In the Arboretum

by Alfredo Chiri

PINEAPPLE GUAVA - Feijoa selloviana var. 'Nazemetz' - Myrtaceae

Donated by: CRFG/Thompson and planted in 1982 (r.f.09)

Common names: Feijoa, Guavasteen, Goiabeira-do-matos, goiaba-serrana

The Pineapple guava is a native of southern Brazil, northern Argentina, western Paraguay and Uruguay where it grows wild in the mountains. It is cultivated in South American countries, New Zealand and California.

In Brazil this plant is known as Feijoa, and there it is a bushy evergreen shrub that grows from 3 to 20 feet in height with a spread as wide as it is high. The trunk, with pale gray bark, branches from the base.

The leaves are opposite, thick and leathery, and short-stalked. They are smooth and glossy olive-green on the upper surface with silvery-white hairs beneath. 

The flowers, borne singly or in clusters from the previous year¹s growth, have four fleshy oval petals that are white outside and purplish-red inside. From within comes a cluster of erect purple stamens with golden-yellow anthers. The flowers are sweet and edible, and are used in salads.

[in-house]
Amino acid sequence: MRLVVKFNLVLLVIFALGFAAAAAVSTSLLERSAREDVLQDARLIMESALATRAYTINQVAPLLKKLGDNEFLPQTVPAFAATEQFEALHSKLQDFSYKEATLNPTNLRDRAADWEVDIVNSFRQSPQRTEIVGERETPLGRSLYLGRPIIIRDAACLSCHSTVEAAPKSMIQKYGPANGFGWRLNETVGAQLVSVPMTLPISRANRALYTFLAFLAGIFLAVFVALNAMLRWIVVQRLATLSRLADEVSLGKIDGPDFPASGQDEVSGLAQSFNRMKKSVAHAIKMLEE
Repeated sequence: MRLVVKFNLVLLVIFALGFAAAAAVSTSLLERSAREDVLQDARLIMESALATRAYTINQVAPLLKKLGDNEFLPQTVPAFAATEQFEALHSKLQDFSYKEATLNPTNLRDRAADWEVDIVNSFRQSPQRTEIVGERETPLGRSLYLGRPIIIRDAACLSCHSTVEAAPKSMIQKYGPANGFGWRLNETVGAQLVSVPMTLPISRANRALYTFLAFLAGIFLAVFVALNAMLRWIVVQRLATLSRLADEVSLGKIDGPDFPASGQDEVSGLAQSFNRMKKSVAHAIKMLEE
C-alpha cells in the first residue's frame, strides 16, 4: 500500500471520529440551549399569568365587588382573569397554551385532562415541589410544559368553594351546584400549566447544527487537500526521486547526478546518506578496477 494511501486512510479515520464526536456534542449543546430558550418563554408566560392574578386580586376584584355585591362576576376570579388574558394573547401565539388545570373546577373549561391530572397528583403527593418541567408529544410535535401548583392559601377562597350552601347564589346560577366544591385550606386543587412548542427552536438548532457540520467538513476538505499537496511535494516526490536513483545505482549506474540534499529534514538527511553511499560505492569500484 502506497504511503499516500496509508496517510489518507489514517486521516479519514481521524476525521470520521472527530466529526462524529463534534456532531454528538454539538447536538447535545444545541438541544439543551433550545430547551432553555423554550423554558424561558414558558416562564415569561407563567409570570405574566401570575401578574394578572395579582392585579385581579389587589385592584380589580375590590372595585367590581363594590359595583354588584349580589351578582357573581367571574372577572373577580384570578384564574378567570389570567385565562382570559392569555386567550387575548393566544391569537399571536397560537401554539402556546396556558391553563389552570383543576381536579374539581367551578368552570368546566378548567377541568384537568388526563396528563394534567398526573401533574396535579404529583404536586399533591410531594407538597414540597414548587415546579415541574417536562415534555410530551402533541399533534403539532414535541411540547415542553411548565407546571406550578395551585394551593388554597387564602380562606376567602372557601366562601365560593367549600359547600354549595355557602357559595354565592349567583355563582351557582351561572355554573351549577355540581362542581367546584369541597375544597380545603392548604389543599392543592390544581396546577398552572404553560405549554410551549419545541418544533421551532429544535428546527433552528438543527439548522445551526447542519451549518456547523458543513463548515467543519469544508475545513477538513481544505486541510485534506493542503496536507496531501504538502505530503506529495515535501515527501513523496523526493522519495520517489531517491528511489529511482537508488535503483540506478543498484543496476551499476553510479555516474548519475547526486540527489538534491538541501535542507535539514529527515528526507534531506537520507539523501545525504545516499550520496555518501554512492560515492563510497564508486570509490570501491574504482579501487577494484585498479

The fruit is slightly pear-shaped or egg-shaped, up to 3 inches long and 1.5 to 2 inches wide. The rind is tough, waxy and smooth, ranging in color from dark purple with faint white specks to yellow-pumpkin in color. The cavity inside is filled with an aromatic mass of membranous sacs filled with an orange-colored pulpy juice containing some 20 to 40 black seeds. The fruit emits a strong aroma even before it is fully ripe. The flavor is pineapple-like with papaya overtones, sub-acid to acid.

The Pineapple Guava is not a true guava and will tolerate much harsher climatic conditions that its namesake. The shrubs prefer a sunny location but will tolerate partial shade. Once established, the plants require occasional watering and little other care except for pruning to shape 
Two of the best varieties are Coolidge and Nazemet. Unlike some varieties, they don¹t require cross-pollination.

The Pineapple Guava likes a subtropical climate with a cool season. It can withstand winter temperatures of 15°F, some drought, and is humidity tolerant. Shelter is desirable as wind can cause fruit dropping and cause brittle branches to break. The plant tolerates partial shade, but fruiting will be reduced. The plant prefers a rich, organic, well-drained and acid soil, requiring adequate water for fruit production. Flowering occurs in mid-spring, and bees are the main pollinators. Good pollination produces many seeds, which in turn leads to larger and better-shaped fruit.

Plants are often grown from seed but do not reproduce true to type. A vegetative propagated plant starts to fruit in 2 years. Grafting onto seedling rootstocks is reported as not being very successful.